Re: [INDOLOGY] Example(s) of ‘ṣr/ष्र्’

Kevin M. Ryan kevinryan at
Thu Mar 10 16:38:54 UTC 2016

Hello Madhav,

Thank you for this clarification; of course you're right, and for that 
reason, ajuṣran is surely the best "textbook" example. At any rate, I 
took the question to be about attested forms, regardless of etymological 

"Genuine," as you've demonstrated as much as anyone, can be problematic. 
Natural languages and orally transmitted texts evolve. If these 
instances of e.g. pariṣritaḥ are of modern provenance, then we can 
dismiss them, but if they're not (all I can say, at least, is that they 
don't seem to be mere typos), things become more interesting: ṣr and śr 
are not ligatures that are normally confused, but in the Mādhyaṃdina ŚB, 
we have both pariṣritaḥ and pariśritaḥ attested in interspersed loci 
across the text (albeit the latter about ten times as frequently). E.g. 
10.4.3[13] tadyā́ḥ pariṣrítaḥ. If this is some phonologically motivated 
variation, such as a misapplication of RUKI, such non-standard 
attestations have linguistic value, as they do in texts like the RV, 
which is of course replete with such variants. In this case, I don't 
know the first thing about it, but it looks interesting.


On 3/10/16 10:03 AM, Madhav Deshpande wrote:
> Hello Kevin,
>       Of the instances of "ṣr" that you have collected from GRETIL, the
> Ṛgvedic instance of ajuṣran is the only one that appears to be a genuine
> instance, while the other occurrences appear to be orthographic variants
> for an original "śr,"  rather than being genuine occurrences of "ṣr".
> In any case, it is good to know that there is at least one genuine
> occurrence of "ṣr" in the form ajuṣran.
> Madhav Deshpande
> On Thu, Mar 10, 2016 at 8:42 AM, Kevin M. Ryan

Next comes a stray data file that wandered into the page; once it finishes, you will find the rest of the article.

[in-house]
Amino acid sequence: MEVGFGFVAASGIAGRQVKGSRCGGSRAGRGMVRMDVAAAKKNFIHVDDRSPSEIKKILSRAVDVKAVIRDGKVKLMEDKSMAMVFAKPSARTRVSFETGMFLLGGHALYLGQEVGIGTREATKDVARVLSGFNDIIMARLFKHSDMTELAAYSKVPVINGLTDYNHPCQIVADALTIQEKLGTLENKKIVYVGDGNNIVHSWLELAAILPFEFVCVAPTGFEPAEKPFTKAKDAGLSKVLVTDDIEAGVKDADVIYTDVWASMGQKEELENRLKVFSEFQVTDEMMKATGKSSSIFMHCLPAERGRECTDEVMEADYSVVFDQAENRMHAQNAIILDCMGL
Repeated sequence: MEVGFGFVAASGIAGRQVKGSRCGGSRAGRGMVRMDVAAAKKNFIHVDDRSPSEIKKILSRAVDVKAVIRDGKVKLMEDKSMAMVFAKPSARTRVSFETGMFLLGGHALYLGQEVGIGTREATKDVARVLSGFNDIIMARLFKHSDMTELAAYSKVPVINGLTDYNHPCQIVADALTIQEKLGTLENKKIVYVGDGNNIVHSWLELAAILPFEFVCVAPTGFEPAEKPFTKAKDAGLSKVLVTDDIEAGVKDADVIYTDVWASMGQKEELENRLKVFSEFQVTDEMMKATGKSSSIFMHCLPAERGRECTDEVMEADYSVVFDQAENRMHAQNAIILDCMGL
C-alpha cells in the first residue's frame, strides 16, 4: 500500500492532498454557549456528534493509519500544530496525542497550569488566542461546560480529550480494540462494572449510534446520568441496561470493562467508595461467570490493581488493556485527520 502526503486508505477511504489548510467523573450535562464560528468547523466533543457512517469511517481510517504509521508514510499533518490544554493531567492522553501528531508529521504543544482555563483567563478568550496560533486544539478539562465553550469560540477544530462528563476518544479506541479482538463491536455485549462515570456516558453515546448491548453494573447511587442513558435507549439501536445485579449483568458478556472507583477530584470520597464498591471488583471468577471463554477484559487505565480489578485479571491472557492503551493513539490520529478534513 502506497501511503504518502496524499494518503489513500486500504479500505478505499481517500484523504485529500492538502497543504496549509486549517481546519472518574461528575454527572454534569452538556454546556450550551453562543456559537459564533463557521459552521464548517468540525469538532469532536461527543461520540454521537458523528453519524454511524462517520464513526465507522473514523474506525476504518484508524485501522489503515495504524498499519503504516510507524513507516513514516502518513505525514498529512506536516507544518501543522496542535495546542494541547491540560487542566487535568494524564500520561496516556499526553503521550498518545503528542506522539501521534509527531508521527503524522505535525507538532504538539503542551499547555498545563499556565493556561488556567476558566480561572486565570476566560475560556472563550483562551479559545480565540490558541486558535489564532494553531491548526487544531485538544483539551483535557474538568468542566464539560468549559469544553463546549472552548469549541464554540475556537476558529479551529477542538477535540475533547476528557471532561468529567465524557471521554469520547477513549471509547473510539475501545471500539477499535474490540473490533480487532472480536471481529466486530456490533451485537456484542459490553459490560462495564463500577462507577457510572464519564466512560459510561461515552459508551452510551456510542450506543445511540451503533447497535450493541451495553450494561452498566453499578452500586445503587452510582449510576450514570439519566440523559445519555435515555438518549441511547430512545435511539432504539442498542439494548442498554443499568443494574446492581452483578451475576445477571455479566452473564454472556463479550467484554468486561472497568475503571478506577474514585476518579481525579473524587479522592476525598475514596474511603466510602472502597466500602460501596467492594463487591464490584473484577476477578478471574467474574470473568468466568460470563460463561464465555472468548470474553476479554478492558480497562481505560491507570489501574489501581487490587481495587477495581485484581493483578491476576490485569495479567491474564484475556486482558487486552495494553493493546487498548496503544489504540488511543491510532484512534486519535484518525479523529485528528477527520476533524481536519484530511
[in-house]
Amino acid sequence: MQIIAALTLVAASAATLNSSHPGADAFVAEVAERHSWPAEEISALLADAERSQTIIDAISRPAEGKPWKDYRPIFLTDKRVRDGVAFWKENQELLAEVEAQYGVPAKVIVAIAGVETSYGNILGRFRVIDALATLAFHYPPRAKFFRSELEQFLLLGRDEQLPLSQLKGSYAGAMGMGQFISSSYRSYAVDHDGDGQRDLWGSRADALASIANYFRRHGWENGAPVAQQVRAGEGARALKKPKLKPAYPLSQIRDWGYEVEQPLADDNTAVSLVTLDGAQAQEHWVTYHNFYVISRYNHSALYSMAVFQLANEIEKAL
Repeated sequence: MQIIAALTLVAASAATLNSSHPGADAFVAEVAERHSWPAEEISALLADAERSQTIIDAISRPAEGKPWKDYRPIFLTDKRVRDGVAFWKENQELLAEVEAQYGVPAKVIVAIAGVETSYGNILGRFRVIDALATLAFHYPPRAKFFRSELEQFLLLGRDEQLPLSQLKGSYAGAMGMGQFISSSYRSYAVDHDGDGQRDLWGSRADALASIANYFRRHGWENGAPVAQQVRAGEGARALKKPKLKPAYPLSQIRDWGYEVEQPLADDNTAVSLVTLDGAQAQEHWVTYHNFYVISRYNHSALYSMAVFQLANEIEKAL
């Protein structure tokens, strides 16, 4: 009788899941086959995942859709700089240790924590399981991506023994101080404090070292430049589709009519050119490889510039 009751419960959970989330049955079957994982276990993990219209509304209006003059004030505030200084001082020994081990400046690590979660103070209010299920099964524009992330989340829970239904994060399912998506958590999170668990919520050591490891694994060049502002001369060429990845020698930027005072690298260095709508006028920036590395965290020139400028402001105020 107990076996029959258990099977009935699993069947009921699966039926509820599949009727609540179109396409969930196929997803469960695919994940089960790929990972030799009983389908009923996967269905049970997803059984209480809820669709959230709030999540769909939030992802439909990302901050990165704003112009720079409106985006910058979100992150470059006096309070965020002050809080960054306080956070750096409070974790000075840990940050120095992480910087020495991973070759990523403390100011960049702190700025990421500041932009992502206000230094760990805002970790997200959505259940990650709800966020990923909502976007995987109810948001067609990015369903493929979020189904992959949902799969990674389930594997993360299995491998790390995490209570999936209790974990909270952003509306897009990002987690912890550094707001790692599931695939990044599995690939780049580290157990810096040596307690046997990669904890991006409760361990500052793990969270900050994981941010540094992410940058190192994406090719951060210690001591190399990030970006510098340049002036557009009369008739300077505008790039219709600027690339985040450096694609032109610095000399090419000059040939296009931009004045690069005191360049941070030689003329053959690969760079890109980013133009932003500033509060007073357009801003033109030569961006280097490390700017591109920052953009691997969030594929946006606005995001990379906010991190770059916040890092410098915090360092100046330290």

> <kevinryan at <mailto:kevinryan at>> wrote:
>     Dear Nityanand,
>     Here are a few items I found in the GRETIL corpus:
>     ajuṣran (RV 1.71.1c)
>     pariṣritaḥ (3x), pariṣrayati (1x), miṣram (Śatapatha Brāhmaṇa)
>     zuṣrūṣamāṇānām (Bhāgavata Purāṇa 1.1.13)
>     It could also in principle be found across a word boundary, when a
>     word is left to stand with final ṣ (e.g. jyotiṣ rajas, Nirukta).
>     Best,
>     Kevin
>     On 3/10/16 5:07 AM, Nityanand Misra wrote:
>         Dear list
>         In Ulrich Stiehl’s list of 807 conjuncts attested in Sanskrit, the
>         two-consonant conjunct ‘ṣr’ (ष्र्) is listed as the 786th entry (third
>         from left in last line of page 4 of the PDF under
>         <>
>         <>).
>         I have been unable to trace any word in which this conjunct
>         would occur
>         in Sanskrit.
>         Prefix and infix expression search on Advanced search on Monier
>         Williams, Vācaspatyam, and Śabdakalpadrumaḥ yielded no result
>         (except
>         for क्ष्रौम् in M-W which has the three-syllable conjunct kṣr)
>         Does anybody know of an example of a word or verse/sentence in
>         which the
>         usage of this conjunct is attested?
>         Thanks, Nityanand
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> --
> Madhav M. Deshpande
> Professor of Sanskrit and Linguistics
> Department of Asian Languages and Cultures
> 202 South Thayer Street, Suite 6111
> The University of Michigan
> Ann Arbor, MI 48104-1608, USA

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